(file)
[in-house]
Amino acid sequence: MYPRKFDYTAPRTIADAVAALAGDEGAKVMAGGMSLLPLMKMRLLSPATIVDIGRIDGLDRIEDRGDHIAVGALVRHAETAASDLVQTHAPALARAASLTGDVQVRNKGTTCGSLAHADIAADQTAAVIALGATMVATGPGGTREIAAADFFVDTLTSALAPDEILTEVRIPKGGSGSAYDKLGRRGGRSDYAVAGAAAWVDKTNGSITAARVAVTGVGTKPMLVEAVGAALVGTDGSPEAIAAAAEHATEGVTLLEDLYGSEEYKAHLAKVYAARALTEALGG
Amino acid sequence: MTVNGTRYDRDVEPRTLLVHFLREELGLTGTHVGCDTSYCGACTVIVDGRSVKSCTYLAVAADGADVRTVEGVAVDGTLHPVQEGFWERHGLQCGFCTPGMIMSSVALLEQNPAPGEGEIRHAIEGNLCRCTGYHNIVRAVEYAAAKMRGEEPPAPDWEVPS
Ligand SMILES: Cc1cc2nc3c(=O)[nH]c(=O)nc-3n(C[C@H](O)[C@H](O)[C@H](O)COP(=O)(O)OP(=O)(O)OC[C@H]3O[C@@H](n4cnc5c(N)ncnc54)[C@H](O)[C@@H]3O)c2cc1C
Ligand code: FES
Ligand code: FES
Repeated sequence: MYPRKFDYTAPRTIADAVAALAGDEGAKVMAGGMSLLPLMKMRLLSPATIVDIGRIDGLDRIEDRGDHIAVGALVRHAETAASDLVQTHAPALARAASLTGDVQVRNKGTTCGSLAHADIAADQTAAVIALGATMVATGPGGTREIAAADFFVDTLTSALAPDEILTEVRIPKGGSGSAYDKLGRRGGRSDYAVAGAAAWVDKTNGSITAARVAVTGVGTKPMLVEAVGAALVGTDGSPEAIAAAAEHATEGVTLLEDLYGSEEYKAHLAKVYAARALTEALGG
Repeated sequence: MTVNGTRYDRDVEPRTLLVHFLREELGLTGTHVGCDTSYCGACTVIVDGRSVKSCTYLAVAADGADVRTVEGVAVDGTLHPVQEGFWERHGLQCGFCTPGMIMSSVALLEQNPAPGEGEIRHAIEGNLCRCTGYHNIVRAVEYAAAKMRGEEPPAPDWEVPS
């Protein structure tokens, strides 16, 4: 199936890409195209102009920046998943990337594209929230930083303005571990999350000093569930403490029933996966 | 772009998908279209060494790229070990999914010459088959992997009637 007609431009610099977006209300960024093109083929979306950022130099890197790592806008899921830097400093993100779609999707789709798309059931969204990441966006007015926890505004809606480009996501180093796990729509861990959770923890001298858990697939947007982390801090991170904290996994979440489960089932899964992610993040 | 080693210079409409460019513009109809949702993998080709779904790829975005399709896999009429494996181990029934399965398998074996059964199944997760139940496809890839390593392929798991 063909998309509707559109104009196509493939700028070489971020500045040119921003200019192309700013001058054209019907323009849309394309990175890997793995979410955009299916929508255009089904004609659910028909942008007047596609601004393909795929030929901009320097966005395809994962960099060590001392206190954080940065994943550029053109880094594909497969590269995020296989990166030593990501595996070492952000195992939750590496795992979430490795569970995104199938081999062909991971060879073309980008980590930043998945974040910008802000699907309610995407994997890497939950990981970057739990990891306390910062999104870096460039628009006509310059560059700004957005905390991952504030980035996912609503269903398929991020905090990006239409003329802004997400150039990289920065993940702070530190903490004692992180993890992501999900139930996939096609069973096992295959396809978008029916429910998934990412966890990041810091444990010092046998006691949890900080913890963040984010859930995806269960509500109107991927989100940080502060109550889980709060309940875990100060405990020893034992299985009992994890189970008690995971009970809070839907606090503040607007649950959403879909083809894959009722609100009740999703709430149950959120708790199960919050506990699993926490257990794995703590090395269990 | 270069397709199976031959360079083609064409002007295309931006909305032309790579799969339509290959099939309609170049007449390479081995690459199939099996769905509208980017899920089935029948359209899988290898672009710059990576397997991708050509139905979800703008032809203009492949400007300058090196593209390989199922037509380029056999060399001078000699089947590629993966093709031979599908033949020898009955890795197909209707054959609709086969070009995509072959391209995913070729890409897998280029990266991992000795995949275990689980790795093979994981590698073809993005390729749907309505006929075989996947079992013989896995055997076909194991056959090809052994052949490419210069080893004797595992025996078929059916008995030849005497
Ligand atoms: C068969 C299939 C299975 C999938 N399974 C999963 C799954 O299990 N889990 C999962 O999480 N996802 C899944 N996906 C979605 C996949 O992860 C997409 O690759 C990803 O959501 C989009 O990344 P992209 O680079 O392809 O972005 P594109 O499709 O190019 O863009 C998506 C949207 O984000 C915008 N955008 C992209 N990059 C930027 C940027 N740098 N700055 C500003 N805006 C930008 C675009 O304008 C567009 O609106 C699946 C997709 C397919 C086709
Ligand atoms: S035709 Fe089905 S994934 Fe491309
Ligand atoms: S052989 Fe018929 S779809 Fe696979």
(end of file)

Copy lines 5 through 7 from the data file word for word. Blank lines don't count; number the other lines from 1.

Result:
Ligand code: FES
Ligand code: FES
Repeated sequence: MYPRKFDYTAPRTIADAVAALAGDEGAKVMAGGMSLLPLMKMRLLSPATIVDIGRIDGLDRIEDRGDHIAVGALVRHAETAASDLVQTHAPALARAASLTGDVQVRNKGTTCGSLAHADIAADQTAAVIALGATMVATGPGGTREIAAADFFVDTLTSALAPDEILTEVRIPKGGSGSAYDKLGRRGGRSDYAVAGAAAWVDKTNGSITAARVAVTGVGTKPMLVEAVGAALVGTDGSPEAIAAAAEHATEGVTLLEDLYGSEEYKAHLAKVYAARALTEALGG